Warren's gaming obsession was put aside for basketball thanks to former Montbello coach Louis Ray, a Warren family friend who used to be a police officer with Vanita and Warren's stepfather, David Warren.

Three years ago, Ray was struggling to fill roster spots on his program's lower-level teams. Ray knew Warren's biological father, 7-footer Rudy Woods, was a former Dallas Mavericks center who was the first McDonald's All-American Game MVP back in 1978.

Warren might not have any game, the coach thought, but at least he has basketball in his blood.

At first, it looked like Ray might have been a tad overzealous in luring Warren to the program. In one of Warren's first games, he took a shot from behind the free-throw line of the opponents' hoop after lucking into a defensive rebound.

"I was so bad, it was embarrassing," Warren says. "Some kid in the audience yelled ‘shoot it,' so I shot it. I was so spooked out and scared to do anything else. I couldn't dribble. I was afraid I would mess up and dribble off my foot. I didn't pass because I thought I would pass it to the other team. So I just shot it."

The education of Sam Warren lasted most of the season before anything clicked. Then, toward the end of his doubt-filled freshman season, an aggravated Warren grabbed a flat ball and jammed it through the hoop for his first dunk. Since then, the learning curve has been steep.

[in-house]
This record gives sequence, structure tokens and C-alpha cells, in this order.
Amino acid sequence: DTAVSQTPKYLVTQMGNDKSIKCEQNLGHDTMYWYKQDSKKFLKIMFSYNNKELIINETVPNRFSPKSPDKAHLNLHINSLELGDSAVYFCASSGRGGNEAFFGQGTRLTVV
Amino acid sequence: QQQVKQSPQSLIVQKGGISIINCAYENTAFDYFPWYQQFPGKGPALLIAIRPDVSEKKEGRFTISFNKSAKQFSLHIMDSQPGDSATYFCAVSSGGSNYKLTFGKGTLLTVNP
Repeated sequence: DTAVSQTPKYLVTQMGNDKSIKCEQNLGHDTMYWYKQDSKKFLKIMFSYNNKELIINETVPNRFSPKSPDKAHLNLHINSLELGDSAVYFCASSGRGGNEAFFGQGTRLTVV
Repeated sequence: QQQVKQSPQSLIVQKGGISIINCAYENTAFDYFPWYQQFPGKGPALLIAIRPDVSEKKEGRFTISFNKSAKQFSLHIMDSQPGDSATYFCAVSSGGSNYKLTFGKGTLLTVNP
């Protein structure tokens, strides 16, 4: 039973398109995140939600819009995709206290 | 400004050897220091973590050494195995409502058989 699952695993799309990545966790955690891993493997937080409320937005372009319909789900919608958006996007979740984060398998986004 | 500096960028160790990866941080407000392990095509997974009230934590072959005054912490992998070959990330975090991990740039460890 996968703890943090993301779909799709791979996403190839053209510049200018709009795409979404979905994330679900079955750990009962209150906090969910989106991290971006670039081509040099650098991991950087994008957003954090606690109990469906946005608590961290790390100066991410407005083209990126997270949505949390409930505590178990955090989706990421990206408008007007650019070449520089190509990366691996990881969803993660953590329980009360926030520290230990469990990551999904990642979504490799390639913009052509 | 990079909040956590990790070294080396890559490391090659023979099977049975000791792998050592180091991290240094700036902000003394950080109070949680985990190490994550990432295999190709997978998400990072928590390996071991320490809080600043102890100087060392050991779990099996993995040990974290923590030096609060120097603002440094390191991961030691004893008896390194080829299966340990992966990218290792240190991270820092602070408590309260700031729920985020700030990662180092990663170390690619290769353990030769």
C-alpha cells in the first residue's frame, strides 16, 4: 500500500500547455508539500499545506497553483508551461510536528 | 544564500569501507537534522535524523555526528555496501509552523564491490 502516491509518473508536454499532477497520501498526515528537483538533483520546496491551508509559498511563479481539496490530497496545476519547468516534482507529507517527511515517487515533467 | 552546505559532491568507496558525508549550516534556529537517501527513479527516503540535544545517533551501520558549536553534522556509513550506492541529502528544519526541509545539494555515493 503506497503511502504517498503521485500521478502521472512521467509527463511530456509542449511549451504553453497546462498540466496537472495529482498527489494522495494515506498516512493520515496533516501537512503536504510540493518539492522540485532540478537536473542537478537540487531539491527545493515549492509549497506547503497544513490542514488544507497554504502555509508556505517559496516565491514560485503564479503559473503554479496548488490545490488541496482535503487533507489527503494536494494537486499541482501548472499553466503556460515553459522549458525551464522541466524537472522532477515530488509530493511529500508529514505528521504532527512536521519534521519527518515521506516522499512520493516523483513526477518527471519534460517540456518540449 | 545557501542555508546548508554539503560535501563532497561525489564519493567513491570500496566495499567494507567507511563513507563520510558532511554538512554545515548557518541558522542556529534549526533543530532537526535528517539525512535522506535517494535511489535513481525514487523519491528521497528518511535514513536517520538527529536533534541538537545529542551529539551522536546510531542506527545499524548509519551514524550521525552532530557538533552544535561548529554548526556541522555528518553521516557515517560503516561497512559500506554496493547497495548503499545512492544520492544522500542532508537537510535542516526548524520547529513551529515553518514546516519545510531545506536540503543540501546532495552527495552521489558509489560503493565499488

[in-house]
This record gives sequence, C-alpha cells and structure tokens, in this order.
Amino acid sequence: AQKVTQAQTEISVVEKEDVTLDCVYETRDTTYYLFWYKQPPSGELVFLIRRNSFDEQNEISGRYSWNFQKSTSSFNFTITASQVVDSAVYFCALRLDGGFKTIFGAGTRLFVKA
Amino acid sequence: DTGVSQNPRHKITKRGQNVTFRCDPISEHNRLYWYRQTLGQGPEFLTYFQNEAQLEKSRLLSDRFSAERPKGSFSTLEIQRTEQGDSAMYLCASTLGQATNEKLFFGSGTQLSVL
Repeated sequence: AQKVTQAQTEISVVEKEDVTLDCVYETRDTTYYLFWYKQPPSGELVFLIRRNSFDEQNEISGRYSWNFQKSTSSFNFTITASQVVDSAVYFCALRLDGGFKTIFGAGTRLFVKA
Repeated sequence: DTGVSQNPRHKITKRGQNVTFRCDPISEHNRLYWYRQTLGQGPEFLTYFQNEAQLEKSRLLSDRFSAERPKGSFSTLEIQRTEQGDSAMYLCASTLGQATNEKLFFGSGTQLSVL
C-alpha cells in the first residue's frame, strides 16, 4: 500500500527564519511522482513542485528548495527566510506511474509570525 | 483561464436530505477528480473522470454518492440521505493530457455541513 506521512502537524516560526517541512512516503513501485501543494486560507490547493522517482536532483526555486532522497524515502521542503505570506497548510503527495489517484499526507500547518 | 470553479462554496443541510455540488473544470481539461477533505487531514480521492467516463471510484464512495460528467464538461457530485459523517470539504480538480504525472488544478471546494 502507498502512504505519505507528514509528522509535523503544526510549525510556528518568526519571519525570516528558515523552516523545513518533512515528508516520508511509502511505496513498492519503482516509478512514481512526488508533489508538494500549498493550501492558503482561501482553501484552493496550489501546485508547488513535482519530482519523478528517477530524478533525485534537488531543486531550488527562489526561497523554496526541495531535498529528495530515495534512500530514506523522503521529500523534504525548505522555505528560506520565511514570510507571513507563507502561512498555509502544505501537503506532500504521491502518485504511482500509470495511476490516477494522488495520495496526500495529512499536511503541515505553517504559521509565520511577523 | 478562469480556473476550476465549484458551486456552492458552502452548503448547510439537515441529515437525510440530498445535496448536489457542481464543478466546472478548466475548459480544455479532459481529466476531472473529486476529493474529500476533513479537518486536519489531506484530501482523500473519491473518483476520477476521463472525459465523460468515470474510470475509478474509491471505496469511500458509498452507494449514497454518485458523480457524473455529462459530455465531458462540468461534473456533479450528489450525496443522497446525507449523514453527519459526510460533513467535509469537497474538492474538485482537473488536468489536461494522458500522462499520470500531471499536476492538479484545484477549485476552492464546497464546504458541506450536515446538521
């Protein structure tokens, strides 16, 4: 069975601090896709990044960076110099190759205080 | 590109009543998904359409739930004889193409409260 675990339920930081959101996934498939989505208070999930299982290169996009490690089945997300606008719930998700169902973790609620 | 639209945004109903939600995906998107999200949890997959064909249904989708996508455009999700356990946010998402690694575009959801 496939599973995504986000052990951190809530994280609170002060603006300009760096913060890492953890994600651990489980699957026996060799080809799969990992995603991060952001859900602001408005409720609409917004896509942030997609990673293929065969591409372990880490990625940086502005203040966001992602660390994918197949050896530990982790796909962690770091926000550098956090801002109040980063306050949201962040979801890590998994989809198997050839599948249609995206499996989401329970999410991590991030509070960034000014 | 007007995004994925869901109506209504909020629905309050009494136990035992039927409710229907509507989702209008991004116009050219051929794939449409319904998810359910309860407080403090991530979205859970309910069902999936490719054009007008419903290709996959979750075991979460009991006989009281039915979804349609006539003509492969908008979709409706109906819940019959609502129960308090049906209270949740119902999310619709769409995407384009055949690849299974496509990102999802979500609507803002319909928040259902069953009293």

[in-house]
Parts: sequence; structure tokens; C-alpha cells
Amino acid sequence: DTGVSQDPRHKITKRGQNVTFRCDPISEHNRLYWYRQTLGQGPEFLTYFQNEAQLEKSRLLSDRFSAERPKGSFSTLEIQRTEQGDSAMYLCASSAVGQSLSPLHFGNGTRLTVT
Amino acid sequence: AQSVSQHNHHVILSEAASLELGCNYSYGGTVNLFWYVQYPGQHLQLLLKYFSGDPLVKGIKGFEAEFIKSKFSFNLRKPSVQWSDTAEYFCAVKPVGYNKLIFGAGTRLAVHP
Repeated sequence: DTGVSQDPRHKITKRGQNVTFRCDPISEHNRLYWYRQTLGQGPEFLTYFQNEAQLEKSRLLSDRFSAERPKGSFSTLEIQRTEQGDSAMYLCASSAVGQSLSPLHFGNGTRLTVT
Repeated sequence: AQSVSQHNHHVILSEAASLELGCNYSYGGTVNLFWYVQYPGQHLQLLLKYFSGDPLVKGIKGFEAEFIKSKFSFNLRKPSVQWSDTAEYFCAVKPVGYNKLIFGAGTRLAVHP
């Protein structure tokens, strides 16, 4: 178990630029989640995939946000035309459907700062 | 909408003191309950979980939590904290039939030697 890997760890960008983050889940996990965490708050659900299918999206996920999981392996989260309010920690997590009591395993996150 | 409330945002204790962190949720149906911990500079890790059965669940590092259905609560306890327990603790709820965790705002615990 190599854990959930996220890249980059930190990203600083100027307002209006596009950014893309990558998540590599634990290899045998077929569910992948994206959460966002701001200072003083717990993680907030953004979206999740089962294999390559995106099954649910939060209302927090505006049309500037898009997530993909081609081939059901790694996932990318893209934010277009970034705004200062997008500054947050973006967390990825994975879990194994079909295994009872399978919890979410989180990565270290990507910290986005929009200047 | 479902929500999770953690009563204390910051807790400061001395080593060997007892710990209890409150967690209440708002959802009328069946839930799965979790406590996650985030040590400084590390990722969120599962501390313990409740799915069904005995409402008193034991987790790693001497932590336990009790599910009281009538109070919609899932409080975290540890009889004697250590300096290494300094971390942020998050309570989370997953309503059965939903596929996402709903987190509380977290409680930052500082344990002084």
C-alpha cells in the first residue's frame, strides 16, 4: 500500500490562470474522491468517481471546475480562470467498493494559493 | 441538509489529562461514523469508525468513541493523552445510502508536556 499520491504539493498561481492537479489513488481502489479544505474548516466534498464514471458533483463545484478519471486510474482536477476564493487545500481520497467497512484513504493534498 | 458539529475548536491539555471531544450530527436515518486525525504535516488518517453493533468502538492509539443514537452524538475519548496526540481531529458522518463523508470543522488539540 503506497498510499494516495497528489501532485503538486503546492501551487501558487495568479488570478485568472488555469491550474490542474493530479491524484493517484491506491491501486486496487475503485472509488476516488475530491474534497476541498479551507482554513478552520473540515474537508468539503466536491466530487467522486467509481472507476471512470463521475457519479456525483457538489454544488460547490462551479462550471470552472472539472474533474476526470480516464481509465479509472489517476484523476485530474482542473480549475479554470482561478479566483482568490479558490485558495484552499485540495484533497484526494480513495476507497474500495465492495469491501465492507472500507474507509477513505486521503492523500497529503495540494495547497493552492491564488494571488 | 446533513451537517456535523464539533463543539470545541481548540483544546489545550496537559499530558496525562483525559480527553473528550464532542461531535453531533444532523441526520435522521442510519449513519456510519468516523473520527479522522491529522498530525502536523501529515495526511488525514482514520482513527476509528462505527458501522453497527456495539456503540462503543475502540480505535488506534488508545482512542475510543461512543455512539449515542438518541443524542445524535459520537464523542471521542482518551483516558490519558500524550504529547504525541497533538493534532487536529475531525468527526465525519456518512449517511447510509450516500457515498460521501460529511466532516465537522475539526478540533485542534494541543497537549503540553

"The only reason I'm still playing today is because everybody kept telling me I was sorry," Warren says. "I told my team, ‘I promise you I'll be better than all of you guys one day.' From my freshman to junior year, I worked day and night."

First came defense. Even when he couldn't dribble, pass or shoot, Warren could always move quick and jump high. He can now touch the top of the square on the backboard with his wrist and easily keeps up with point guards on fast breaks.

In time, his natural gifts clicked with his developing hoop instincts. As a sophomore, he averaged roughly six rebounds and six blocks per game. And by the end of his junior season, he was arguably the most dominant defender in the state.

"He's got great defensive instincts," Brookhart says. "I think that he just has a real innate ability. When we played [Montbello] last year, I knew we had to keep him off the boards."

Though still not dominant, Warren's offensive skills are continuously developing. A hard worker who scores in bunches, Warren has added a killer hook shot to his repertoire and is working on adding range to his jumper.

"I'm not bragging, but I think I've improved a lot," Warren says. "I went from being the worst freshman to ever play basketball to going to the ACC."

But before going to the ACC, he's had to adjust to simply going to school.

After getting home schooled his first three years of high school, Warren enrolled at Cherry Creek this past fall to help prepare for campus life. He chose Creek over a handful of schools because he says its size, curriculum and freedom most resemble college.

"I cannot wait to go to Virginia," he says. "If I was a little kid, I'd pee my pants."

Now that'd be a dubious introduction to the ACC. Even more than a missed layup.